A week of residing in the outdoors may resync your internal clock and help you sleep better, say Colorado researchers.
Going camping is a great way to get some fresh air — and some fresh Zzzs, according to a new study in the journal Current Biology, as it can help resync your internal clock. Researchers from the University of Colorado Boulder found that after a week of camping, the body’s circadian rhythm fell in line with the rising and setting of the sun – which experts say can help people fall asleep earlier and wake up feeling more refreshed.
Circadian rhythm is based on the hormone melatonin, which is regulated by exposure to light. With the advent of electric light in the 1930s, humans became exposed to light for much longer than is naturally possible, according to the study, which has disrupted that rhythm. In addition, the color of electric light is much more intense, which further disrupts sleep.
“What’s remarkable is how, when we’re exposed to natural sunlight, our clocks perfectly become in synch in less than a week to the solar day,” study author Kenneth Wright, a professor of physiology at the University of Colorado Boulder, said in a statement.
The researchers looked at eight people who went camping in the Rocky Mountains for a week, and found that their circadian rhythm, which regulates sleep, “resycned” to sunrise and sunset – meaning they woke with the sun and become tired at sunset. This resync, Wright said, could help people avoid the insomnia and morning grogginess that comes with being exposed to light all day.
“When people are living in the modern world — living in these constructed environments — we have the opportunity to have a lot of differences among individuals,” Wright said in the statement. “Some people are morning types and others like to stay up later. What we found is that natural light-dark cycles provide a strong signal that reduces the differences that we see among people — night owls and early birds — dramatically.”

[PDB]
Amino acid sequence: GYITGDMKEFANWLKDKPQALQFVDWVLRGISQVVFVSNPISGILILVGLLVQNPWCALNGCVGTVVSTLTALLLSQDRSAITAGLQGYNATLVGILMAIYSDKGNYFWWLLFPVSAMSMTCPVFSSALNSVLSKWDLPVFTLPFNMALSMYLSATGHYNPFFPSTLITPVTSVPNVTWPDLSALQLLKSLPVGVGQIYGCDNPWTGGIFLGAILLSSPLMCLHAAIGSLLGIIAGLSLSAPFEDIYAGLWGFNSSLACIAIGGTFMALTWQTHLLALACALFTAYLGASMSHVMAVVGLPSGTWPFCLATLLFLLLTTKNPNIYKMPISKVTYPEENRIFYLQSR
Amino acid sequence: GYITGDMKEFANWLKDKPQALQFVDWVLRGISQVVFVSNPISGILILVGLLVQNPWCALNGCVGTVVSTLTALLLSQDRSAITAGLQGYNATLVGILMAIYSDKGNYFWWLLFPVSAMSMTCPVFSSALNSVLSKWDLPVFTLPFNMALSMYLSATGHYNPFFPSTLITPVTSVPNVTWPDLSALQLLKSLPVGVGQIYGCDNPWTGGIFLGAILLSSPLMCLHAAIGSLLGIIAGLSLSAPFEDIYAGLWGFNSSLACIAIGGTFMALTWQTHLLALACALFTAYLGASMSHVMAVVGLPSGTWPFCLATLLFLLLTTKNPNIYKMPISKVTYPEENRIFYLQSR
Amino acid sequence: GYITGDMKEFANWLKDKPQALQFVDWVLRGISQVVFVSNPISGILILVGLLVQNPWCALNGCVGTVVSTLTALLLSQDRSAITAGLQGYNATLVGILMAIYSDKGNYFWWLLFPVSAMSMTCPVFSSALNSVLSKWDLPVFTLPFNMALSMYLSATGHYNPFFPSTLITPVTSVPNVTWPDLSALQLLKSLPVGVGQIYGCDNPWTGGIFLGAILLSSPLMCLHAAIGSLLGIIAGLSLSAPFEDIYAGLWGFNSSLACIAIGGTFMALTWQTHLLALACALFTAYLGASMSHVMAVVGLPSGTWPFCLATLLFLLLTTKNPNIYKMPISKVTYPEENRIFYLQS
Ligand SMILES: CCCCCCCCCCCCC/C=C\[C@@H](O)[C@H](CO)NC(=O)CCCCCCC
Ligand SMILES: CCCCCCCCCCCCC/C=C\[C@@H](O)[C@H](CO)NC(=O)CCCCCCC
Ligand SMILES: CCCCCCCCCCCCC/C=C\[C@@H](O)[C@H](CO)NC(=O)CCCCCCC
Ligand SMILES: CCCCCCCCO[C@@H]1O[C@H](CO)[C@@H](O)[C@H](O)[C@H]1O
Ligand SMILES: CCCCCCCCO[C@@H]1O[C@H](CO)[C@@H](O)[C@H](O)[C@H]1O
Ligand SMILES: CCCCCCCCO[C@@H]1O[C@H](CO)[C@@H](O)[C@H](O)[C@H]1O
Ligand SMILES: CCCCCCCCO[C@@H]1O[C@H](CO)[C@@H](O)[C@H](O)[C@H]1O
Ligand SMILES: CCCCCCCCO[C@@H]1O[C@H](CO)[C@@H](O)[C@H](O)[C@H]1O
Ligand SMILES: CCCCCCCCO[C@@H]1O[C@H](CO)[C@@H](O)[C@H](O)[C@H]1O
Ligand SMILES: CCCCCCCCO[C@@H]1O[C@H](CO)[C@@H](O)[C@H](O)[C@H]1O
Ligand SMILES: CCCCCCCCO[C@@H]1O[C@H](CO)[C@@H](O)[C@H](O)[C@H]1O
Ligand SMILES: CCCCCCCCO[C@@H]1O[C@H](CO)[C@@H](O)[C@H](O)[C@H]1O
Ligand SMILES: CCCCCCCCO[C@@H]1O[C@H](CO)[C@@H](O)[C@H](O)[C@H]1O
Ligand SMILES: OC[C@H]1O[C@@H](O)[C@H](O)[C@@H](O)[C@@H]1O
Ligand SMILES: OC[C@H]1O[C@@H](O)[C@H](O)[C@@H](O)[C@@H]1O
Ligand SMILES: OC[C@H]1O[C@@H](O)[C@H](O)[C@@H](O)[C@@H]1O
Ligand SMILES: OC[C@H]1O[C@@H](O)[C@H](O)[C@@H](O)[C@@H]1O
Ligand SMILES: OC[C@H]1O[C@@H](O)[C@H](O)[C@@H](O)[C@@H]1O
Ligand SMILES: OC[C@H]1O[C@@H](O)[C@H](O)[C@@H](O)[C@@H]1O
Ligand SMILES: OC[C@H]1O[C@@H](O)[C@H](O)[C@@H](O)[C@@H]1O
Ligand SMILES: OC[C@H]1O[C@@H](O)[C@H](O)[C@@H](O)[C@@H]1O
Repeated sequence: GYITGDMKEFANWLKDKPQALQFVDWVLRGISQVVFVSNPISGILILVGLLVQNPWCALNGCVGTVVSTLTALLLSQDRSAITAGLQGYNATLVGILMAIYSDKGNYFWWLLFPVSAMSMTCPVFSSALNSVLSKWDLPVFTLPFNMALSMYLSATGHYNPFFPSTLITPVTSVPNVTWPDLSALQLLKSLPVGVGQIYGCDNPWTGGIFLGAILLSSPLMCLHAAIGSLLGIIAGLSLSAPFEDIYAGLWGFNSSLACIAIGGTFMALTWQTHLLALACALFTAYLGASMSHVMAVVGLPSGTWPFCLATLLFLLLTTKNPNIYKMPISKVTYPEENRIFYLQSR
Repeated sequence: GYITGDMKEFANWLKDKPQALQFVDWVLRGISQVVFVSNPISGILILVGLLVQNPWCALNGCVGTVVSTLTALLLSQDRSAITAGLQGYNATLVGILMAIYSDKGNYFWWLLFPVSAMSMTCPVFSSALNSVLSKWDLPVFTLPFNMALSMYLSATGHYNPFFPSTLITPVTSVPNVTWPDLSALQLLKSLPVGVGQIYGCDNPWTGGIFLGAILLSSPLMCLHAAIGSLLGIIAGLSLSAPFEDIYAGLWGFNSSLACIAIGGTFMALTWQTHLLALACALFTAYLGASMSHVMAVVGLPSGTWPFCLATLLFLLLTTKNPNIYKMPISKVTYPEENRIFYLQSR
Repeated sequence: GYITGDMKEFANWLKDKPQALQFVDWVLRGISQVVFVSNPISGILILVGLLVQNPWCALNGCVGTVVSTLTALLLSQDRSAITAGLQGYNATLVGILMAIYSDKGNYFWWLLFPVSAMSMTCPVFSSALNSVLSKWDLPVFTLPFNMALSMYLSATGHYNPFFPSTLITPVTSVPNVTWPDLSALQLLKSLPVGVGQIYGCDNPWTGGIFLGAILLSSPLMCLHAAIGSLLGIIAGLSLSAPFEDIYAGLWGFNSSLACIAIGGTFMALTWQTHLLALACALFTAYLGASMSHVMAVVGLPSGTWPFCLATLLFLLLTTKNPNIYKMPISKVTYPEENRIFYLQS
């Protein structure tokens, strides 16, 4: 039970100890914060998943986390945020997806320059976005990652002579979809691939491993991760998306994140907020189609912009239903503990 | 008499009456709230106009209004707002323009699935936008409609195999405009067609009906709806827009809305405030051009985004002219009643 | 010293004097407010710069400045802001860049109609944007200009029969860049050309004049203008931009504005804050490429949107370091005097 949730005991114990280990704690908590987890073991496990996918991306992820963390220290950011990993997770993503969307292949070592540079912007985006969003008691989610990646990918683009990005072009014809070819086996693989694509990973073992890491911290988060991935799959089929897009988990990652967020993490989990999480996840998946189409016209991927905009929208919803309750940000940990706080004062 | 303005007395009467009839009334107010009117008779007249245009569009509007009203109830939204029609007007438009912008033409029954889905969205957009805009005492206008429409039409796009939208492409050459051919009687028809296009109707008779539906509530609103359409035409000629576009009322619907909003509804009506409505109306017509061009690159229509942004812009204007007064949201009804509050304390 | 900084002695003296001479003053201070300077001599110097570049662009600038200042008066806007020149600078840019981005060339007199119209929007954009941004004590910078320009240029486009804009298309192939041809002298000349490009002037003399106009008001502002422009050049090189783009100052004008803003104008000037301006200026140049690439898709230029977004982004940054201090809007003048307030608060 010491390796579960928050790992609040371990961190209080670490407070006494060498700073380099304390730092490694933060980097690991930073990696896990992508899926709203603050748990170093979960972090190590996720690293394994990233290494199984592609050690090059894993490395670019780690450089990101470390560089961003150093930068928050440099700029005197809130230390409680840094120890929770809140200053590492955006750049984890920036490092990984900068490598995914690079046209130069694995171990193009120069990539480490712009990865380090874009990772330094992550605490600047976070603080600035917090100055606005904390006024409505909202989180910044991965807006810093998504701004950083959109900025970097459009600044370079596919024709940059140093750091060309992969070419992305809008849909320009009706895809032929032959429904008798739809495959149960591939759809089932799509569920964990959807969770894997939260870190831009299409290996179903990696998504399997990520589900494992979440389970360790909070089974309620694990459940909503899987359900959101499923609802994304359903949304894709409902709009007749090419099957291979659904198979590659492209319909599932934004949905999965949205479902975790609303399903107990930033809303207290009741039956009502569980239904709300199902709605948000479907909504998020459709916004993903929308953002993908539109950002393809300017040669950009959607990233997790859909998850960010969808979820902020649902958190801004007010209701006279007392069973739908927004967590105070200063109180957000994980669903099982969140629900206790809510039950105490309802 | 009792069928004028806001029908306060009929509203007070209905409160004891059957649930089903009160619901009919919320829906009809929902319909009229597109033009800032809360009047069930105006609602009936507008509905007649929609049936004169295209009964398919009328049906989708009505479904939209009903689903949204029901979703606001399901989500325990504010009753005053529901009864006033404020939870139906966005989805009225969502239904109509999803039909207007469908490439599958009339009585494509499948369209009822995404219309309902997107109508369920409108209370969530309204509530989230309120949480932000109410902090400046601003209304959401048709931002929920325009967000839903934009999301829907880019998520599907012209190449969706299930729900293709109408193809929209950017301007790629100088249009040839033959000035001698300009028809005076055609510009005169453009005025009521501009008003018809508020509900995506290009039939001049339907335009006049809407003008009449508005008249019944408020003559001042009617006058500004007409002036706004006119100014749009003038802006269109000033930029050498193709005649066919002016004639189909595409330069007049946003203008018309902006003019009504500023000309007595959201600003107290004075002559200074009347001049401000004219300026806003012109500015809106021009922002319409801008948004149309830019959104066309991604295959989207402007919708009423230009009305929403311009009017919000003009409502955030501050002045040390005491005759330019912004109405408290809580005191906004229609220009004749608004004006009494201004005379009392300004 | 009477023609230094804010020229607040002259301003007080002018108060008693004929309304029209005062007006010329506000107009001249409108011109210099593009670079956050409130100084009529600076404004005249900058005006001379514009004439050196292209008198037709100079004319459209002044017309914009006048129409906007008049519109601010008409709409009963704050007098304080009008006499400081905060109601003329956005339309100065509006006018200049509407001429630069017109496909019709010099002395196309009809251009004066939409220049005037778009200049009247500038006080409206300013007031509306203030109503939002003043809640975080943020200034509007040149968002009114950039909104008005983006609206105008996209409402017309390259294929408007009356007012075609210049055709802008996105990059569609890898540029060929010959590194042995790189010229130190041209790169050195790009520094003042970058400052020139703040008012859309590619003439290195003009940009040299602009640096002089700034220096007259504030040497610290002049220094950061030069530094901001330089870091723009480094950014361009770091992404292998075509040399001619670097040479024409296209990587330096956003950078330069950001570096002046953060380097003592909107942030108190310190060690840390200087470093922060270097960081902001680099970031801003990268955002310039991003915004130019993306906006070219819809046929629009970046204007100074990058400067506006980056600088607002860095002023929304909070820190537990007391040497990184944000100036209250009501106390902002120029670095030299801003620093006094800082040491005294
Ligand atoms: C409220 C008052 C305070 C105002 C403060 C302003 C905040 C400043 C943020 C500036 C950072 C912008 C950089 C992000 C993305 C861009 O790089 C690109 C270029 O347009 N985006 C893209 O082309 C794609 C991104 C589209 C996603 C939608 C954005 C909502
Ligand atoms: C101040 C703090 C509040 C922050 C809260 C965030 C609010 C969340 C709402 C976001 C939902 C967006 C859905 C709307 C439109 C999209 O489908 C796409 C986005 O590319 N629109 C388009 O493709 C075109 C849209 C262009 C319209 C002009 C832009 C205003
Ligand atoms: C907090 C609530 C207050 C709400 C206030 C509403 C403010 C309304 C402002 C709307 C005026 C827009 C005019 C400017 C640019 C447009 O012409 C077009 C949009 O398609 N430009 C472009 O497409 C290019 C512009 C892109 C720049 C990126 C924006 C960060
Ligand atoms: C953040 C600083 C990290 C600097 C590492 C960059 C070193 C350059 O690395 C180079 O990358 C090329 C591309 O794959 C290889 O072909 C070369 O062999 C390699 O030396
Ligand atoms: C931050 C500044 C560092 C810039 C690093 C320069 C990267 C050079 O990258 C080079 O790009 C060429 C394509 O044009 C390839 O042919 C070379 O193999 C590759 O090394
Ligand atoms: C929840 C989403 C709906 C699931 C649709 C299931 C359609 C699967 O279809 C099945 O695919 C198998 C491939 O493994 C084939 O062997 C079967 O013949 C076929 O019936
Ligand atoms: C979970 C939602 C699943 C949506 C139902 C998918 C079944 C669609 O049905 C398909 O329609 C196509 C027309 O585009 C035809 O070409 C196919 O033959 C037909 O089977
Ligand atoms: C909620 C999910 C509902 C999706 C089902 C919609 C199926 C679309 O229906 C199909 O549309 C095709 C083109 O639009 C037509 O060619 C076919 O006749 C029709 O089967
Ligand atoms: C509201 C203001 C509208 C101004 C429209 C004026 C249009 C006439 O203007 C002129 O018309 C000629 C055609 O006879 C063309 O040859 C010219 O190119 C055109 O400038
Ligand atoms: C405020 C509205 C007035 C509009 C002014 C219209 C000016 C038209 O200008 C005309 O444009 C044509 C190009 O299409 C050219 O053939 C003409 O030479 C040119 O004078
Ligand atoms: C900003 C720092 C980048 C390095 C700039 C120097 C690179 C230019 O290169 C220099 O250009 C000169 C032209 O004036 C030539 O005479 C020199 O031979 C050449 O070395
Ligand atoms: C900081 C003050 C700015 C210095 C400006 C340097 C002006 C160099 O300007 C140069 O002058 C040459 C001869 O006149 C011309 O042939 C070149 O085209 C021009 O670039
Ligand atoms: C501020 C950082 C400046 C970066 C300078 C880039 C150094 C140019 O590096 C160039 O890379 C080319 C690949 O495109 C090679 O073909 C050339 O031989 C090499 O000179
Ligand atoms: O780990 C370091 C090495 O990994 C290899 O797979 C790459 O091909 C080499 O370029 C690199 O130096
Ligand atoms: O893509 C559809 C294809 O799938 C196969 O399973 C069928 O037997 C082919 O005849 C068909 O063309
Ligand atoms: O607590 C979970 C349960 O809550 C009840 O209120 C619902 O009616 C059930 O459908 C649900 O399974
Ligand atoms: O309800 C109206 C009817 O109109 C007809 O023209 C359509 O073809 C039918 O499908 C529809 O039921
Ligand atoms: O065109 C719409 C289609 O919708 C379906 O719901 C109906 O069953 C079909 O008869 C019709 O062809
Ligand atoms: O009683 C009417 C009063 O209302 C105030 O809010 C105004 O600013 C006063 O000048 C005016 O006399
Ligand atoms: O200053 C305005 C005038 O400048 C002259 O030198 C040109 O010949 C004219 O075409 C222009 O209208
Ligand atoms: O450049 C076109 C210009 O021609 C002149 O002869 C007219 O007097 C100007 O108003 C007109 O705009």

On average, the study participants awoke two hours later when they were exposed to electric lights compared to after camping, according to the study, and the effect lasted for more than two weeks after camping.
Poor circadian rhythm can do more than just prevent you from getting a good night sleep – it can also raise a woman’s risk for ovarian cancer, according to a study published earlier this year by researchers from the Fred Hutchinson Cancer Research Center in Seattle in the journal Occupational and Environmental Medicine. Researchers found that women worked night shifts had disrupted melatonin levels and circadian rhythms, and were nearly 25 percent more likely to develop ovarian cancer.
“Given the high mortality rate among patients with ovarian cancer,” the researchers wrote in the study, “the identi?cation of potentially modi?able risk factors is crucial to disease prevention efforts.”
Resetting your circadian rhythm may help – but if you can’t go camping, there may be other ways.
“Having a darkened room when you do sleep can improve the quality of sleep, and would help restore melatonin levels,” said Gloria Huang, MD., associate professor of obstetrics and gynecology at the Albert Einstein College of Medicine. “It’s important that when you do sleep, you do everything you can to improve the quality of it.”